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The dollar retreated from a three-week high against the euro after data showed that the U.S. unemployment rate in December was 7.8%, while it was expected that the rate will remain unchanged. Meanwhile, an unpleasant surprise was an upward revision (to 7.8% from 7.7%) than last month. Note that this situation increases the likelihood that the Federal Reserve will further stimulus measures in the near future.
The euro rose after reports released yesterday the last Fed meeting showed that the central bank could finish his third round of monthly bond purchases, known as quantitative easing later this year. The dollar rose to its highest level against the yen since July 2010, and therefore, the Japanese currency headed for its most prolonged weekly decline for the last 24 years.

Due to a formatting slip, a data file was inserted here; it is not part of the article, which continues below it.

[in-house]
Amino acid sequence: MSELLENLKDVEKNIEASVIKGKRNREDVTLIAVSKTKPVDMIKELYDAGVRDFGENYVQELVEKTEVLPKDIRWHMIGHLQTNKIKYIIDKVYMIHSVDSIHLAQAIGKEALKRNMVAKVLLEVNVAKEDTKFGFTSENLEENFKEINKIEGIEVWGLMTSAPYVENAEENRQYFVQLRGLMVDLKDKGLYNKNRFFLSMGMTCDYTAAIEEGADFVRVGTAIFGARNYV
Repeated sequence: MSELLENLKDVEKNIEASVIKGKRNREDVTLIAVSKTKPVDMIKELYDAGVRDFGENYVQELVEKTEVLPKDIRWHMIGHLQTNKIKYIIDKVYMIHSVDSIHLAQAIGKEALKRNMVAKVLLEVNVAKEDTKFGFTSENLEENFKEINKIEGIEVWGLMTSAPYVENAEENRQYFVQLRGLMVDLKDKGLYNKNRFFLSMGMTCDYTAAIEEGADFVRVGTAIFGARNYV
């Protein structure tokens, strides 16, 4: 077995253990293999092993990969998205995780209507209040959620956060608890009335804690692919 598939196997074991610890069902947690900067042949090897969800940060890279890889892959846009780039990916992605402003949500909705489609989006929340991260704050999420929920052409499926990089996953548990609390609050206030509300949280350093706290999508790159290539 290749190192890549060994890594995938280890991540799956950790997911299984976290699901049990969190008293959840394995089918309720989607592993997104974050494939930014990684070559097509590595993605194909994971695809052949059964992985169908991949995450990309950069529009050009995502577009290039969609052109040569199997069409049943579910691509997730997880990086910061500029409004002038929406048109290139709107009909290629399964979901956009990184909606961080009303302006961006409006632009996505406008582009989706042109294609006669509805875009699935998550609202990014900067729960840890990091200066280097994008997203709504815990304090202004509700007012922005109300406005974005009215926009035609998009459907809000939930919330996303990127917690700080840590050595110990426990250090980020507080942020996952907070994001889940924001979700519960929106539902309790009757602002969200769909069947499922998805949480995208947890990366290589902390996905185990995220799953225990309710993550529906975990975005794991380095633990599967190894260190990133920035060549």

The dollar index, which is used to track the value of the U.S. currency against the currencies of the partner, increased by 0.3% to 80.617.
The Canadian dollar has appreciated by 0.2% against the dollar after government data showed that the unemployment rate unexpectedly fell in December (up 7.1%), reaching a four-year low at the same time. At the same time, the number of jobs increased by 39,800.
Sterling fell against all major peers except the yen after a report showed that activity in the UK services sector unexpectedly fell in December.
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